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World's largest offshore drilling contractor standardises on FLIR

23 January 2009

Conditioned based monitoring using FLIR Systems infrared cameras has become a standard for the European and African (EAU) operation of Transocean. In 2007 the company provided each of its rigs with their own FLIR Systems camera and now as a result of the merger between Transocean and GlobalSantaFe Corporation, this technology is being investigated for implementation on the remaining legacy GSF rigs, to ensure standardisation of equipment across the region's combined fleet of 57 rigs.

World's largest offshore drilling contractor standardises on FLIR
World's largest offshore drilling contractor standardises on FLIR

Transocean is now the world’s largest offshore drilling contractor with 146 rigs worldwide. Its mobile offshore drilling fleet, consisting of a large number of high-specification deepwater and harsh environment drilling units, is considered one of the most modern and versatile in the world. This is due to the company’s emphasis on technically demanding segments of the offshore drilling business.

The merger with GlobalSantaFe enhances Transocean’s high-end floater fleet and includes five ultra-deepwater units. It also strengthens the company’s position in the worldwide jack-up market, especially in the Middle East, West Africa and the North Sea.

The smooth running of all EAU assets from a maintenance point of view is one of the responsibilities of Bob Speirs, an operations engineer with considerable infrared experience. As the business unit’s condition monitoring specialist his job is to ensure that each rig has its own FLIR Systems infrared camera and that it is used to maximum effect.

“We are currently integrating the condition monitoring strategies of the two legacy companies,” Bob Speirs explained. “It’s a steady process but we’re now asking our teams to extend the scope of their infrared inspections. They are taking in a lot more mechanical applications into the process and in particular power transmission systems.”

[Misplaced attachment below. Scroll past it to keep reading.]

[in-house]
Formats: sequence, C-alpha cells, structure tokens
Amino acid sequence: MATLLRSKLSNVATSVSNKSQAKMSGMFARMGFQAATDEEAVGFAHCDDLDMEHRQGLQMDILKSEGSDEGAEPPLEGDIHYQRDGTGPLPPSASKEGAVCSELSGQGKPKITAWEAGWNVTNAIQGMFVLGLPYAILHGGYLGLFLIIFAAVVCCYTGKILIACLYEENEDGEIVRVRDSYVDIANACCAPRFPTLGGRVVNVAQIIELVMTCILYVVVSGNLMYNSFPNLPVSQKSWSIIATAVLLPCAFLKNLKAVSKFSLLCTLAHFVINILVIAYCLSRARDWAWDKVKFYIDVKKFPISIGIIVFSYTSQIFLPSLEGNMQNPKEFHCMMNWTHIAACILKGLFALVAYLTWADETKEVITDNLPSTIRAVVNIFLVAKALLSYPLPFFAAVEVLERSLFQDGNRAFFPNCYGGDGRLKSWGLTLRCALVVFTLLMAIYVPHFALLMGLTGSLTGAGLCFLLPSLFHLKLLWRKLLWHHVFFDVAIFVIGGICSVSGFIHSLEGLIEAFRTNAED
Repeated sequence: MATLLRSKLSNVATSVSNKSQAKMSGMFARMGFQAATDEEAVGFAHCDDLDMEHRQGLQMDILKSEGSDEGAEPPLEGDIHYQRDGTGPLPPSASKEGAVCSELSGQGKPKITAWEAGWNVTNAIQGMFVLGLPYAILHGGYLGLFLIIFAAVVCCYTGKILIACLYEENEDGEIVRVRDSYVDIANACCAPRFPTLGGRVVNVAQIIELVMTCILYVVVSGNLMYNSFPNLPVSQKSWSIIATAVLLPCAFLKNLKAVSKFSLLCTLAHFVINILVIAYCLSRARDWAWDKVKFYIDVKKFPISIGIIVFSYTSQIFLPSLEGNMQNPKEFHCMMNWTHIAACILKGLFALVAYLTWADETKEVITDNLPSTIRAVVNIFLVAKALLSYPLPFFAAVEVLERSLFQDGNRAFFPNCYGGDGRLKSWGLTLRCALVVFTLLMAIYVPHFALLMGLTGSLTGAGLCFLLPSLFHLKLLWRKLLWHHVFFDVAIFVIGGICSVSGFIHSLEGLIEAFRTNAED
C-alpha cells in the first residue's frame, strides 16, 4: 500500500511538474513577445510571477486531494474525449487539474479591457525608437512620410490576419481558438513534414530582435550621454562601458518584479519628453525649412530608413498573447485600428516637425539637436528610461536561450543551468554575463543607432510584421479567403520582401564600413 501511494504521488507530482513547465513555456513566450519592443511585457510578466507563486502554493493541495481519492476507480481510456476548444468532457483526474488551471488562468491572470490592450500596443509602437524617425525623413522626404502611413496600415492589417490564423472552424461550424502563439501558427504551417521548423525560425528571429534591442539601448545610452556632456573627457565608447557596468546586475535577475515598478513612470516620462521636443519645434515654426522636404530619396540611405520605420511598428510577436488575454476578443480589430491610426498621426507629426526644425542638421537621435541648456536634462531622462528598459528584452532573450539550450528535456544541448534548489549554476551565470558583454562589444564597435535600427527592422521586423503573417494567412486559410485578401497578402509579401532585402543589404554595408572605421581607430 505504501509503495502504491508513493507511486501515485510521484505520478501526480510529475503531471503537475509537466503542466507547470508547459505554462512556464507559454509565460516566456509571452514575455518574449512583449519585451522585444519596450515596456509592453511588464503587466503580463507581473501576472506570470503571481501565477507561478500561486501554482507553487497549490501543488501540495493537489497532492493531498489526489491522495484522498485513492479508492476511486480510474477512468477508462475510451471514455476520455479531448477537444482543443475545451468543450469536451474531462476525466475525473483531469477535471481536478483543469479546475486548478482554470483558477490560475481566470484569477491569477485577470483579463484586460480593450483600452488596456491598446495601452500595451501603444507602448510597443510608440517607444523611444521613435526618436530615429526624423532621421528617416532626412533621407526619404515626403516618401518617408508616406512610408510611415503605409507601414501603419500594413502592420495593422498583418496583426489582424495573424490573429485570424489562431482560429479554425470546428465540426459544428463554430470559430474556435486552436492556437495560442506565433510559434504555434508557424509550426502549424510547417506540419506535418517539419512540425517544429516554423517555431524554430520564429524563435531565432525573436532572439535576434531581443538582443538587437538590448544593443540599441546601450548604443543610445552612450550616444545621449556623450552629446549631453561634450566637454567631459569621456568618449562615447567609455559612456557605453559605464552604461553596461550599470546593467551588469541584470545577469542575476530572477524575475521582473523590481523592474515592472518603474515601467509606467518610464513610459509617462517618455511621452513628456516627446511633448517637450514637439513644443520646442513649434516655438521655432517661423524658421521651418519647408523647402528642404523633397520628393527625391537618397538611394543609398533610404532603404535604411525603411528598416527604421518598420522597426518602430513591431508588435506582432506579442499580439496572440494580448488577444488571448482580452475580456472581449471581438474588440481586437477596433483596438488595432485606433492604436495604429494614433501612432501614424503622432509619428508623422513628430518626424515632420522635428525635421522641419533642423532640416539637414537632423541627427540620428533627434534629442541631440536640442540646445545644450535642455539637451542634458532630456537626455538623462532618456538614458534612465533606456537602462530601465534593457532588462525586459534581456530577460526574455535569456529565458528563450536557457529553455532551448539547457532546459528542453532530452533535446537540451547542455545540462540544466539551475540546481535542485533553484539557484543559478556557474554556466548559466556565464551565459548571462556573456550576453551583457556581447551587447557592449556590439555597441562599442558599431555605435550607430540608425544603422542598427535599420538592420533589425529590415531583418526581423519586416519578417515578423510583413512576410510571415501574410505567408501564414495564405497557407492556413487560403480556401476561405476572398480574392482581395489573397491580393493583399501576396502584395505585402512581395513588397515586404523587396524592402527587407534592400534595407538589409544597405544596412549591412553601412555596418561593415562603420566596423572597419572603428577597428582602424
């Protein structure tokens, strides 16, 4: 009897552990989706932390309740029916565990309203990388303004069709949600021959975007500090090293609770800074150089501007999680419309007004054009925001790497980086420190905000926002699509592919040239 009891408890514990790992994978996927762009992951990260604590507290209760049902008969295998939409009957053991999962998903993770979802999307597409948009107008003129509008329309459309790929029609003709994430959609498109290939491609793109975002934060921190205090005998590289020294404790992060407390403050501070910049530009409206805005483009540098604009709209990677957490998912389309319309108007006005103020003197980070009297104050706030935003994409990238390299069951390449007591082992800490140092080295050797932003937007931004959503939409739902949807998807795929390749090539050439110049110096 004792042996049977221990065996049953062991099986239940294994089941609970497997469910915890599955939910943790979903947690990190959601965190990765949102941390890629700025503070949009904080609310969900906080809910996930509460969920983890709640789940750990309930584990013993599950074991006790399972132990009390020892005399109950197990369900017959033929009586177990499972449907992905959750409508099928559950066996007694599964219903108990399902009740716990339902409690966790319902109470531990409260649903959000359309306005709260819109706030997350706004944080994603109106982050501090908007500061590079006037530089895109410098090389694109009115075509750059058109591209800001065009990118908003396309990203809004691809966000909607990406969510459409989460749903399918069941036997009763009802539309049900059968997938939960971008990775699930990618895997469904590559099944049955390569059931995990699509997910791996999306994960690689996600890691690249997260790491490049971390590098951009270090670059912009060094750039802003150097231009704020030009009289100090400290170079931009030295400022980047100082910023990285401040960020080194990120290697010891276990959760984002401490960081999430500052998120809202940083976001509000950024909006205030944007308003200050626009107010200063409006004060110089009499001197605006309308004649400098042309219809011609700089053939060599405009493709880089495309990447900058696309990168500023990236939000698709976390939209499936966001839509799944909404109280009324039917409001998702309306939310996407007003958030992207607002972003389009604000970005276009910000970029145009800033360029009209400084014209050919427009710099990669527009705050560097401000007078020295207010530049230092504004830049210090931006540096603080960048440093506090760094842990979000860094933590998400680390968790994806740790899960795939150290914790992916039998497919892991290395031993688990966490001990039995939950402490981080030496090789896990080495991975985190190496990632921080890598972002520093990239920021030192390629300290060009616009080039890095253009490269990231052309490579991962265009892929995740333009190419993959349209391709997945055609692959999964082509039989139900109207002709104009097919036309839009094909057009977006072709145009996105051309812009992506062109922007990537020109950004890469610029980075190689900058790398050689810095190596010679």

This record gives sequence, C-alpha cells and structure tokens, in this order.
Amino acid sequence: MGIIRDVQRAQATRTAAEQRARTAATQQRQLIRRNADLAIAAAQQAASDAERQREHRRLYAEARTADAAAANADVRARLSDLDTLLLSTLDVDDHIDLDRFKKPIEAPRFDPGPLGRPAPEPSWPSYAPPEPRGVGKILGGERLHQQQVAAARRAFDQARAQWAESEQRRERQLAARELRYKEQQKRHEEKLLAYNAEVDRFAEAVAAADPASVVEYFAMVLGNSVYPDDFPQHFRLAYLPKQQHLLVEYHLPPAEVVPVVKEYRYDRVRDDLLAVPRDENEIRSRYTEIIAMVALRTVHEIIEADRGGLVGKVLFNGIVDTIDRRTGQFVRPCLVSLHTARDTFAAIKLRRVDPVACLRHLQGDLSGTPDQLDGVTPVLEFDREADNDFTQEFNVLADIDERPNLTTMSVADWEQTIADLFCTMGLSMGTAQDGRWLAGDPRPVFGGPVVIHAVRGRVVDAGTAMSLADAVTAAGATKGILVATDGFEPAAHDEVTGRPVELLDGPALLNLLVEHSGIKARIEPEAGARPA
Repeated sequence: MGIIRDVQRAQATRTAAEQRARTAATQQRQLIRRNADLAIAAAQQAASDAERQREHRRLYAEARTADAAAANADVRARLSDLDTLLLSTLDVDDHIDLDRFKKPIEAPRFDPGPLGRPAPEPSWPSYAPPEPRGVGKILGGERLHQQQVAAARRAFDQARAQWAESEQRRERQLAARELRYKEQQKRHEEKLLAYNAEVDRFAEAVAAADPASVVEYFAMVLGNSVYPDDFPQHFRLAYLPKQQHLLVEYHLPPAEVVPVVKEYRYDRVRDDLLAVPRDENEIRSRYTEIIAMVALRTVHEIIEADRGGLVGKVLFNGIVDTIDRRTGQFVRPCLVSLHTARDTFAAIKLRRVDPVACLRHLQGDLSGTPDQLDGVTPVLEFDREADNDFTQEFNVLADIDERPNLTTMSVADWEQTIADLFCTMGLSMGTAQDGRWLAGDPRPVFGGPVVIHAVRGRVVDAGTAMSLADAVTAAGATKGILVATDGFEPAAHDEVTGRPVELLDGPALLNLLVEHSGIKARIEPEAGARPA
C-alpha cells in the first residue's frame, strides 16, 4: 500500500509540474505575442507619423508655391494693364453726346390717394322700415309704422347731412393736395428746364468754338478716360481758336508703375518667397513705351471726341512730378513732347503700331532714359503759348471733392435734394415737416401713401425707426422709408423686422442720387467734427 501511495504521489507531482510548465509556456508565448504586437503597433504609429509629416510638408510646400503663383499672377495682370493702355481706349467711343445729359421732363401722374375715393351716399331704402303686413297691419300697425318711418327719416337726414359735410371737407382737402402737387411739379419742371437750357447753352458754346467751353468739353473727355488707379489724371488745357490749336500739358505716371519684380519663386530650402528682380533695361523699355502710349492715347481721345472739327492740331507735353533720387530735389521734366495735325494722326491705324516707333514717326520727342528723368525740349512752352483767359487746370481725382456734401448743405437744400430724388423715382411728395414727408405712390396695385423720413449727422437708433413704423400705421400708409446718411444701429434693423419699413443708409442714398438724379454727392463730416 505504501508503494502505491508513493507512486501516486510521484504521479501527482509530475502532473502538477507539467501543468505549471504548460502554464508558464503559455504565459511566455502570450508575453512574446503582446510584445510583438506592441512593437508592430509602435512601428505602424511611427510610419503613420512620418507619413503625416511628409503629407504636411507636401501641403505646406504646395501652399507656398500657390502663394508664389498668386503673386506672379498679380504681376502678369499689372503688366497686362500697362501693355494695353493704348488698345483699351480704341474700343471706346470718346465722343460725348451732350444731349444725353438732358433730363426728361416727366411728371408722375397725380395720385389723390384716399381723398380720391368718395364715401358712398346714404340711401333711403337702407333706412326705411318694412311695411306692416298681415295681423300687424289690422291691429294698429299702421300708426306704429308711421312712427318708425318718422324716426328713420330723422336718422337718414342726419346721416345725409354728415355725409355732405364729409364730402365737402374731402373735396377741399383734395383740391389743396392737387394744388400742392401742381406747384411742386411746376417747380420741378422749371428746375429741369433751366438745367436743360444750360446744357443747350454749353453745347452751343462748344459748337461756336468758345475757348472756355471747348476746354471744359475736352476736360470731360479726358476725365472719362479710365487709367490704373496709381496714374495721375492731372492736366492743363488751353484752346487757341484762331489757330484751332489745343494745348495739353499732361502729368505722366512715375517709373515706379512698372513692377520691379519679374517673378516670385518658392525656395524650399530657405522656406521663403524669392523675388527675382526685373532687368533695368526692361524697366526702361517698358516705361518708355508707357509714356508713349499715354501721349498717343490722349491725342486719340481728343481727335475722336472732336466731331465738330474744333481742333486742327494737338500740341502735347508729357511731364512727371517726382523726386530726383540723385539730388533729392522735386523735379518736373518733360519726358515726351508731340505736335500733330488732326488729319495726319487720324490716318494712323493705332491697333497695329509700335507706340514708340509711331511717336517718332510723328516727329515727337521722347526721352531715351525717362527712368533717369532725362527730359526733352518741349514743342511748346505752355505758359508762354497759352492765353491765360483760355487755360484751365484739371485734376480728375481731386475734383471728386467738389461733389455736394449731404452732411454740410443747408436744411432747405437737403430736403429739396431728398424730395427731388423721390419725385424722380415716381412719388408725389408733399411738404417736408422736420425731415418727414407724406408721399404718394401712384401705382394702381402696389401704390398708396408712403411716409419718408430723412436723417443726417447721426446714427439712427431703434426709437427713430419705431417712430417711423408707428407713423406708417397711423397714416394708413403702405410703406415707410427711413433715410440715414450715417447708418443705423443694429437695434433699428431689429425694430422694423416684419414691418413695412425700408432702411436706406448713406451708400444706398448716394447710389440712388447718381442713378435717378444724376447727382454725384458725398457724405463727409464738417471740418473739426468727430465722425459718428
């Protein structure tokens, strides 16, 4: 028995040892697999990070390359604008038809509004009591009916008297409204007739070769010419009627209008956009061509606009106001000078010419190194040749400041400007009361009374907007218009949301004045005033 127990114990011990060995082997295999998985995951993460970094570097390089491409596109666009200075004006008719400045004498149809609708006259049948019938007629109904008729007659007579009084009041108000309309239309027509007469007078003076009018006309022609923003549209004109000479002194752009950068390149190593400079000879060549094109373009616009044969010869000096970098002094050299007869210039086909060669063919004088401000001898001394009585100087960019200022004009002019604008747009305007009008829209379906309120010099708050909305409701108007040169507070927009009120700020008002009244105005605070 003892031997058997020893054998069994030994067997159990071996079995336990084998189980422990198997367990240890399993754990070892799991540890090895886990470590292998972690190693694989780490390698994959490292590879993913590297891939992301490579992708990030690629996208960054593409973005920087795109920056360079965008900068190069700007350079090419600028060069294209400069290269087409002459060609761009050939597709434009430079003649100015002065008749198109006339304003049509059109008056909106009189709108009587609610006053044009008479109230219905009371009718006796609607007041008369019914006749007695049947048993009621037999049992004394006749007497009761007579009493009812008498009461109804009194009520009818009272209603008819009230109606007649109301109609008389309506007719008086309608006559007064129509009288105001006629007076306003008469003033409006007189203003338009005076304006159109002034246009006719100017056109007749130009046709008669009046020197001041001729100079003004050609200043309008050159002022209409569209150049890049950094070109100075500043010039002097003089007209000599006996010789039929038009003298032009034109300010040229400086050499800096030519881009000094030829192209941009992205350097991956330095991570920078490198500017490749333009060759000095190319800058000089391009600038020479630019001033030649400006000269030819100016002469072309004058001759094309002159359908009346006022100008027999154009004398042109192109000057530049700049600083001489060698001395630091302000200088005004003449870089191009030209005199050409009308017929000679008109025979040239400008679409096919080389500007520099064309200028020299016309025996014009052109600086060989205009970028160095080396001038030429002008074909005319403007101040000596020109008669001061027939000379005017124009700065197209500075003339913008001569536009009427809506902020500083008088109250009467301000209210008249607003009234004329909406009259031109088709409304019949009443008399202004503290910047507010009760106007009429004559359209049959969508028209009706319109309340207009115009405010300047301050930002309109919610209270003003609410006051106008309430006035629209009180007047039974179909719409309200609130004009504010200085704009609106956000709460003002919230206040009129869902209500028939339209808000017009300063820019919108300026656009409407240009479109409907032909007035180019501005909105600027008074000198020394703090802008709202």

Speirs has good reason to emphasise the value of infrared for mechanical inspection. Before joining Transocean he had been called to a gas processing rig to investigate a problem with a glycol pump. This system is used to remove water from the gas stream and, as typically there are just two of these on a rig, it is a fairly critical piece of equipment. The maintenance team was unable to determine the exact location of knocking from the unit against the ambient noise on the rig and therefore the decision had been made to strip down the pump unit to locate the defect.

“With my FLIR camera I was able to prevent this unnecessary procedure,” Bob continued. “By looking at the thermal pattern on the second, healthy glycol pump and using that as a benchmark, I was soon able to pinpoint the problem to the suction valve. A quick examination of the suction valve soon revealed one of the guides was cracked.” The faulty component was swiftly replaced saving in the region of 12 hours labour.
Naturally Speirs is now integrating mechanical inspection into Transocean’s condition monitoring programme and is encouraging his teams to use their FLIR Systems’ camera to troubleshoot. One pass of the camera can reveal a lot of important information and this valuable advice certainly proved its worth on a semi submersible rig survey.

These rigs rely on hydraulic accumulators to stabilise their drilling equipment in the water. They compensate for the rise and fall in the ocean swells. These are essentially pressure storage reservoirs in which a non-compressible hydraulic fluid is held under pressure by a neoprene bag filled with nitrogen. On this particular rig 20 of these accumulators were used and it became evident through the display of the FLIR Systems camera that the bag on one of these units was exhibiting distinctly different thermal characteristics to the others.

“Further inspection revealed that the bag was actually full of hydraulic fluid rather than nitrogen. In other words it had a substantial leak,” Speirs explained. “As a result the accumulator was not doing its dampening job. Although there were a large number of other accumulators to compensate for this failure it’s certainly not a problem that would have been picked up by the naked eye.”

For Transocean thermal imaging has become a vital part of its predictive maintenance procedures. It’s a non-contact method that can be used without powering down and it therefore allows the company to maximise its up-time. And the reasons for it choosing FLIR Systems are largely down to cost and simplicity. For Transocean having a potential upgrade path for its cameras was also important so that its future needs can be accommodated with growing experience.

“This technology is now eminently affordable,” Speirs concluded. “The FLIR Systems’ cameras are so very easy to use. This is important for a company such as ours that wants to implement the technology worldwide and encourage its use way beyond electrical inspection.”

On the strength of recommendation from the Transocean EAU operation FLIR Systems thermal imaging is now also being adopted by its counterpart in Asia Pacific.

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